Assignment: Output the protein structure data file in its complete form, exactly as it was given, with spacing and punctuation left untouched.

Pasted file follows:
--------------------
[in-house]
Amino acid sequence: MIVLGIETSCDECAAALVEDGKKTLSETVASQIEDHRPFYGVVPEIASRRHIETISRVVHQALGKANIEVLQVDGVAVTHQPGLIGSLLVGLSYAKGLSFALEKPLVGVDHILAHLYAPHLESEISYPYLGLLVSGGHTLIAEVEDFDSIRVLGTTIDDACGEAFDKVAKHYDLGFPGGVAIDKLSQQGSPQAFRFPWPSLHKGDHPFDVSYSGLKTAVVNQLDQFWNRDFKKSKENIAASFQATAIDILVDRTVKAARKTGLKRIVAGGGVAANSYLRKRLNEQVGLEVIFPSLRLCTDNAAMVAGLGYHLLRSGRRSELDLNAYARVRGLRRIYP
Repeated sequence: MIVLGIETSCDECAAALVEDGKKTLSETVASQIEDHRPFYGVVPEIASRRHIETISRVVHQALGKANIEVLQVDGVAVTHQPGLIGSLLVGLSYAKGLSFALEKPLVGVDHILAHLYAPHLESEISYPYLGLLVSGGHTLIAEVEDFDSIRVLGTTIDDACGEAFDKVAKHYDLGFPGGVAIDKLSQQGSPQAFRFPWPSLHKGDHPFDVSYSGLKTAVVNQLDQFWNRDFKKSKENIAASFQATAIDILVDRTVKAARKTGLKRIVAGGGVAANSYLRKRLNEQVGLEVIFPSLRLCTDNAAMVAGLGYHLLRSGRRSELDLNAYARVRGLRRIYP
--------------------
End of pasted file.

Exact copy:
[in-house]
Amino acid sequence: MIVLGIETSCDECAAALVEDGKKTLSETVASQIEDHRPFYGVVPEIASRRHIETISRVVHQALGKANIEVLQVDGVAVTHQPGLIGSLLVGLSYAKGLSFALEKPLVGVDHILAHLYAPHLESEISYPYLGLLVSGGHTLIAEVEDFDSIRVLGTTIDDACGEAFDKVAKHYDLGFPGGVAIDKLSQQGSPQAFRFPWPSLHKGDHPFDVSYSGLKTAVVNQLDQFWNRDFKKSKENIAASFQATAIDILVDRTVKAARKTGLKRIVAGGGVAANSYLRKRLNEQVGLEVIFPSLRLCTDNAAMVAGLGYHLLRSGRRSELDLNAYARVRGLRRIYP
Repeated sequence: MIVLGIETSCDECAAALVEDGKKTLSETVASQIEDHRPFYGVVPEIASRRHIETISRVVHQALGKANIEVLQVDGVAVTHQPGLIGSLLVGLSYAKGLSFALEKPLVGVDHILAHLYAPHLESEISYPYLGLLVSGGHTLIAEVEDFDSIRVLGTTIDDACGEAFDKVAKHYDLGFPGGVAIDKLSQQGSPQAFRFPWPSLHKGDHPFDVSYSGLKTAVVNQLDQFWNRDFKKSKENIAASFQATAIDILVDRTVKAARKTGLKRIVAGGGVAANSYLRKRLNEQVGLEVIFPSLRLCTDNAAMVAGLGYHLLRSGRRSELDLNAYARVRGLRRIYP